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Ashwagandha (WITHANIA SOMNIFERA)
Ashwagandha is known as "Indian ginseng" because its effects are similar to those of the Chinese herb (though it's not botanically related). "It strengthens the whole body," says Paul Hoffman, M.D., an ayurvedic practitioner in Boulder Creek, Calif. "It treats fatigue, weakness, debility, and problems of old age."
INDICATION Ashwagandha is used as an overall energy booster in Ayurveda in much the same way ginseng is used in Traditional Chinese Medicine. A study in Phytotherapy Research suggests that it may be particularly adept at diffusing anxiety.
BENEFITS Improves stamina and immune function * combats stress * shows antioxidant and mood-elevating action * protects against cancer * lowers cholesterol and blood pressure.
SIDE EFFECTS Reactions are rare in recommended amounts; however, large doses may cause stomach distress, diarrhea, and vomiting. Pregnant and nursing women should not use it.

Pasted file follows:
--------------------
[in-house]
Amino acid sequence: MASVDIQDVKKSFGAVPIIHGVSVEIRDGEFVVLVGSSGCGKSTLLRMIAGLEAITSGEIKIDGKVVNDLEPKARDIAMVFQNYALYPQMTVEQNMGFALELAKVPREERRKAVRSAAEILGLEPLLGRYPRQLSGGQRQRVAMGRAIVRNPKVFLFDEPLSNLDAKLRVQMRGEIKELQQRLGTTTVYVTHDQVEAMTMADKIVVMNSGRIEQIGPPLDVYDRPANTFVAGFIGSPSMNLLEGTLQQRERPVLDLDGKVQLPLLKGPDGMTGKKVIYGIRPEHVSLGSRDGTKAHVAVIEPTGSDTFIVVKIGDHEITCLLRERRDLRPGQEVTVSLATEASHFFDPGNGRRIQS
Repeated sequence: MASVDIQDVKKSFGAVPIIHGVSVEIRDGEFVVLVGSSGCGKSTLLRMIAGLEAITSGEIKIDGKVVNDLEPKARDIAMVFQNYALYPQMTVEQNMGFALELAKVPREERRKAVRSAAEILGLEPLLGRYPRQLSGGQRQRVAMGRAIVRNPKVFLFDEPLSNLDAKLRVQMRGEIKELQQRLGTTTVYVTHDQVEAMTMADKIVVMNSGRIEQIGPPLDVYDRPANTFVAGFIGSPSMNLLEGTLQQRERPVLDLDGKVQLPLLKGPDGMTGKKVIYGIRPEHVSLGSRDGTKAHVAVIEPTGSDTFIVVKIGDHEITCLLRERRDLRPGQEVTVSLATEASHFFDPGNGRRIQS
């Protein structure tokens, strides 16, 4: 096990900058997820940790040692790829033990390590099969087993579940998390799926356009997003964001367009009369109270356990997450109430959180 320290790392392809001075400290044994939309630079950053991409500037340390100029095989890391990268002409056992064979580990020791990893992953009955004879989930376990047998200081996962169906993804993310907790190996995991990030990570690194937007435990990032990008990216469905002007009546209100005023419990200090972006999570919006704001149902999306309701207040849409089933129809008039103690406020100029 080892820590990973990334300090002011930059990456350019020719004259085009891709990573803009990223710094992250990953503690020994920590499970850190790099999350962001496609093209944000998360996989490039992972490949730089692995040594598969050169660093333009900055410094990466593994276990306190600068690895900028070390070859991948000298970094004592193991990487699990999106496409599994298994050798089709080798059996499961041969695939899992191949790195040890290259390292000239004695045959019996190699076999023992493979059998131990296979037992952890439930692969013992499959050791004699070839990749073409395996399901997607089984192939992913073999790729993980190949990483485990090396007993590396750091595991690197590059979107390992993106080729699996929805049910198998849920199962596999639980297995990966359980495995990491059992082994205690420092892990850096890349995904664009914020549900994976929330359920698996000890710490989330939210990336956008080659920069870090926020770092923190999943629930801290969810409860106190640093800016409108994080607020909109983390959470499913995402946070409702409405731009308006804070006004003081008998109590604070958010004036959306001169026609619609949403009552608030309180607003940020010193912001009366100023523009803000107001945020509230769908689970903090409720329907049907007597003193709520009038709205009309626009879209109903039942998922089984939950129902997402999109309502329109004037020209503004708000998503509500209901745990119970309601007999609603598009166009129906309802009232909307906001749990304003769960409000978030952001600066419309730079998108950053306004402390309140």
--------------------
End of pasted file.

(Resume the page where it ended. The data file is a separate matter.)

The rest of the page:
DOSAGE 1 to 6 grams a day (2 to 12 teaspoons) in capsules or tea; in tincture or liquid extract, 2 to 4 mL 3 times a day.
SCIENCE Animal studies indicate that ashwagandha improves stamina and reduces the damage caused by various stressors. It stimulates the immune system as well as boosts antibody and white blood cell levels. Due to its antioxidant properties, ashwagandha seems to have heart-protective and cancer-preventive effects, and it may boost the effectiveness of radiation treatments. In a study published in the Indian Journal of Experimental Biology, researchers ashwagandha to diabetics gave and to those with cholesterol; high a month later, their cholesterol and blood sugar levels were significantly lower.